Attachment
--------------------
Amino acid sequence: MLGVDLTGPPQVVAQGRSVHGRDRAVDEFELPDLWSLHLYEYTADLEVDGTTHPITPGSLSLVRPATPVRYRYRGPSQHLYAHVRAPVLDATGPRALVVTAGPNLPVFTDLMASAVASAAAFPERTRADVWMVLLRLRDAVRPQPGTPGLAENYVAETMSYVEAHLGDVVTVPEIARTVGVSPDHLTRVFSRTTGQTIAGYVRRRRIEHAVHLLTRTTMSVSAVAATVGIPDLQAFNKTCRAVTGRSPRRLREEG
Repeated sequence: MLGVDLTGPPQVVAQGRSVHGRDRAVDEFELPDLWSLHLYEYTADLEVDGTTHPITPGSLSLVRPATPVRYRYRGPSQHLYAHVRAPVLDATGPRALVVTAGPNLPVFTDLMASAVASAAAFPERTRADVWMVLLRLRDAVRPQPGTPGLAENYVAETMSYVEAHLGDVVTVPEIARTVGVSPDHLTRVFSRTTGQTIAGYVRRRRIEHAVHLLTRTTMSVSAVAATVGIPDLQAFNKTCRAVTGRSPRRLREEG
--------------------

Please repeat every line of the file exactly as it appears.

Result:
Amino acid sequence: MLGVDLTGPPQVVAQGRSVHGRDRAVDEFELPDLWSLHLYEYTADLEVDGTTHPITPGSLSLVRPATPVRYRYRGPSQHLYAHVRAPVLDATGPRALVVTAGPNLPVFTDLMASAVASAAAFPERTRADVWMVLLRLRDAVRPQPGTPGLAENYVAETMSYVEAHLGDVVTVPEIARTVGVSPDHLTRVFSRTTGQTIAGYVRRRRIEHAVHLLTRTTMSVSAVAATVGIPDLQAFNKTCRAVTGRSPRRLREEG
Repeated sequence: MLGVDLTGPPQVVAQGRSVHGRDRAVDEFELPDLWSLHLYEYTADLEVDGTTHPITPGSLSLVRPATPVRYRYRGPSQHLYAHVRAPVLDATGPRALVVTAGPNLPVFTDLMASAVASAAAFPERTRADVWMVLLRLRDAVRPQPGTPGLAENYVAETMSYVEAHLGDVVTVPEIARTVGVSPDHLTRVFSRTTGQTIAGYVRRRRIEHAVHLLTRTTMSVSAVAATVGIPDLQAFNKTCRAVTGRSPRRLREEG